Category: Theology

What a Hope and Future Really Means

“For I know the plans I have for you,” declares the LORD, “plans to prosper you and not to harm you, plans to give you hope and a future. (Jeremiah 29:11)

fired

As a new Christian, did you have a rosy view of your new Christian life? I know I did. And Jeremiah 29:11 was one of the first verses I heard as a new Christian. It was easy to think that meant that from now on I would always prosper and never get harmed.

It took a while to realize I was misunderstanding God’s promises. God’s promises did not mean I was magically protected from broken relationships and being fired from a job.

Today’s verse comes from a letter that Jeremiah wrote to the Jews who were carried away into exile, away from their home in the promised land. These Jews longed to go back home, and many despaired, thinking they never could go back. So, the context of this verse is Jeremiah preaching during calamity. Deep in exile they are told that God will take care of them to give them hope and a future.

So, the promise gives us encouragement of God’s sustaining presence during life’s trials rather than a promise that we will avoid all trials.

How easy it is to overestimate how much God will perfect now, and underestimate how much he will do later. Even when we have been Christians for quite a few years, it is still easy to grow impatient and want the change now.

So, broken relationships, being fired from a job, and having loved ones die are inevitable parts of this life. But today’s verse is an antidote to entering despair or escapism. We have something in common with those Jews. Like them, we Christians now are living in exile from our true home.

The book of Hebrews expresses that truth beautifully, as Christians going through tough times were encouraged to keep persevering and holding on to their faith.  They too were encouraged to look to a future hope:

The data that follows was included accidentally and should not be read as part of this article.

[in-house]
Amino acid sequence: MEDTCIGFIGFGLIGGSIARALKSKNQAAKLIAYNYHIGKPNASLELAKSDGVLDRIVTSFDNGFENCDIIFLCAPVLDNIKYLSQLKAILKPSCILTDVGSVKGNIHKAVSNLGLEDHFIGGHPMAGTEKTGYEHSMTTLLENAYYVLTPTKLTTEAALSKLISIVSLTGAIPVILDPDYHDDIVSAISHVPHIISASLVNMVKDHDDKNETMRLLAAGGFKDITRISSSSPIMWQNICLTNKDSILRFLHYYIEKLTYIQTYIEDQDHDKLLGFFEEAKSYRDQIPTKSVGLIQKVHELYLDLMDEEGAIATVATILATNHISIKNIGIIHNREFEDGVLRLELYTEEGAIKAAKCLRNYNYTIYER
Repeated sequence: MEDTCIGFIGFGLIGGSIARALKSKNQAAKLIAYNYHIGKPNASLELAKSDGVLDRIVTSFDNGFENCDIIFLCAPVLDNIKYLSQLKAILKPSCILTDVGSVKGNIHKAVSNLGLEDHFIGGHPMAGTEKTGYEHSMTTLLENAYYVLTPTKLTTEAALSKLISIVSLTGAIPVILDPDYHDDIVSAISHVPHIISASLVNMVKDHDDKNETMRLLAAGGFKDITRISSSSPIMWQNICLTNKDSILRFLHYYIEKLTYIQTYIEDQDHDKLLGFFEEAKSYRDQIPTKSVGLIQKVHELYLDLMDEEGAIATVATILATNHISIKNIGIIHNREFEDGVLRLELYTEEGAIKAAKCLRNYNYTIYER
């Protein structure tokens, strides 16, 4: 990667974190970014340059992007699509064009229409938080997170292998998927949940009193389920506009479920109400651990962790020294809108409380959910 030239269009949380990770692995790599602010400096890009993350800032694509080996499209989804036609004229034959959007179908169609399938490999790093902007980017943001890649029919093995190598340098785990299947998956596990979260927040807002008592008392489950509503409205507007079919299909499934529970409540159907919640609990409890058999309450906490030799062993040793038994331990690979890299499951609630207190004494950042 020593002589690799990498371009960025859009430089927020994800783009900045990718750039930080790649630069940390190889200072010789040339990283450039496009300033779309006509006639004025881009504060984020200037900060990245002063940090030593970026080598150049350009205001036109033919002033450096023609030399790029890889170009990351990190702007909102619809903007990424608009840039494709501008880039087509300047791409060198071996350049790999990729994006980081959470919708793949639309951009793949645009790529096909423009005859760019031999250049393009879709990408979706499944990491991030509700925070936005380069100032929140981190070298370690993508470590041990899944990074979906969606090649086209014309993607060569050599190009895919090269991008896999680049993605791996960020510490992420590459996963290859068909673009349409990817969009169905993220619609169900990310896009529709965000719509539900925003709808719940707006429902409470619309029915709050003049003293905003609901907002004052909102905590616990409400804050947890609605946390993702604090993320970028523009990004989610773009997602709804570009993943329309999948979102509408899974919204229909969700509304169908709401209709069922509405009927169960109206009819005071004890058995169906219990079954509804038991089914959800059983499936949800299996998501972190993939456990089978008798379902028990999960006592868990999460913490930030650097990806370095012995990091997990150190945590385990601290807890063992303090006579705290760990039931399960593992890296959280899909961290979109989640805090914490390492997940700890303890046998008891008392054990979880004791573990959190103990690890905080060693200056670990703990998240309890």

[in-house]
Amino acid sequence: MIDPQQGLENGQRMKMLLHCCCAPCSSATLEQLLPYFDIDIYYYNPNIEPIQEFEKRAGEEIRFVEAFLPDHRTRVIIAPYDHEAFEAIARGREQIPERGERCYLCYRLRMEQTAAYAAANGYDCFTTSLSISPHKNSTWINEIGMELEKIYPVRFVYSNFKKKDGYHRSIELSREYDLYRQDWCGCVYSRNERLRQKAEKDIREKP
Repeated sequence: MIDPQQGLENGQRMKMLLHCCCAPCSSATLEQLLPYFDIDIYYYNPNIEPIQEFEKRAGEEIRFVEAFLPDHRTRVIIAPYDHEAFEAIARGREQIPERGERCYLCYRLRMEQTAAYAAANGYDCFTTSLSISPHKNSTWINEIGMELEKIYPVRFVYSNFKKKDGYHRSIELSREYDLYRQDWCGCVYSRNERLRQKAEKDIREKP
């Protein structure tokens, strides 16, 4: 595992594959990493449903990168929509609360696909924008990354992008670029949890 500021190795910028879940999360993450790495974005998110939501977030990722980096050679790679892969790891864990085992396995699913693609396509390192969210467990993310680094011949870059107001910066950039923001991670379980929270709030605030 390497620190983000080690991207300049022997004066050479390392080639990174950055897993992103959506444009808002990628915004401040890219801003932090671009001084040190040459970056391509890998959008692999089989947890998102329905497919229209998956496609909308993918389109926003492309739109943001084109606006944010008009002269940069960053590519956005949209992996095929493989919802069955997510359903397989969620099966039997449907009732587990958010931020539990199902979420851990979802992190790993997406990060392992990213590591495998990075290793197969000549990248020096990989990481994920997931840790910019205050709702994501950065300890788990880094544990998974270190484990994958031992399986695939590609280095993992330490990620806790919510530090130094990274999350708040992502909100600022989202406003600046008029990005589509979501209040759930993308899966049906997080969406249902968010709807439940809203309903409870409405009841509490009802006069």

For here we do not have an enduring city, but we are looking for the city that is to come (Hebrews 13 :14)

What an encouragement for us today, anytime we struggle with the gap between what’s going on now and the fullness of all that God has promised will happen !

You talking to me?

Jesus began to speak first to his disciples, saying: “Be on your guard against the yeast of the Pharisees, which is hypocrisy. There is nothing concealed that will not be disclosed, or hidden that will not be made known. What you have said in the dark will be heard in the daylight, and what you have whispered in the ear in the inner rooms will be proclaimed from the roofs. (Luke 12:1b-3)

talking 1

It’s easy for me to read today’s verses and say “Ha! Jesus is talking about the Pharisees. I am no Pharisee! But, I can sure think of some other people that do need to hear this!”

However, a good rule of Bible interpretation is that rarely, if ever, does scripture give us the luxury of relaxing with a self-satisfied smirk as we bask in the feeling of security that our own moral superiority gives us!

So, I need to back off and ask the question that Travis Bickle did in Taxi Driver “You talking to me?” And to that question I might add: “You mean my secret stuff?”

Yes, there is no thought, action or attitude I have that God does not hear or know about.

Now, that truth used to seem rather ominous to me: that one day I would be confronted with a videotape of all I thought I could get away with! But there’s been a change in how I look at it. I no longer want to push the edge of what I can get away with before it gets recorded on the tape.  This is partly due to fear and awe of God, but even more from sensing something wonderful about how God’s love works.

Psalm 139 sums this up beautifully:

Search me, God, and know my heart;
    test me and know my anxious thoughts.
See if there is any offensive way in me,
    and lead me in the way everlasting.     (verses23-24)

This Psalm shows that God is highly benevolent and loving, not a gotcha judge. Indeed, he loves us too much to let us stay where we are at, so he wants to lovingly correct when we have thoughts, feelings and actions that don’t match his will.

So, while it can be painful, I am learning to welcome it when God disciplines and corrects me.

From Fog to Sunshine

For  God, who said, “Let light shine out of darkness,” made his light shine in our hearts to give us the light of the knowledge of God’s glory displayed in the face of Christ. (2 Corinthians 4:6)

On a recent morning, my home in the valley was enveloped in thick fog. I planned to go for a run in Mountain Lakes. Its elevation is several hundred feet higher than where I live. To get there, I first drove  uphill through the town of Boonton. As I climbed in altitude, suddenly I left the fog and burst into bright sunshine. All the scenery that was hidden from my view suddenly became bright and clear and filled with color!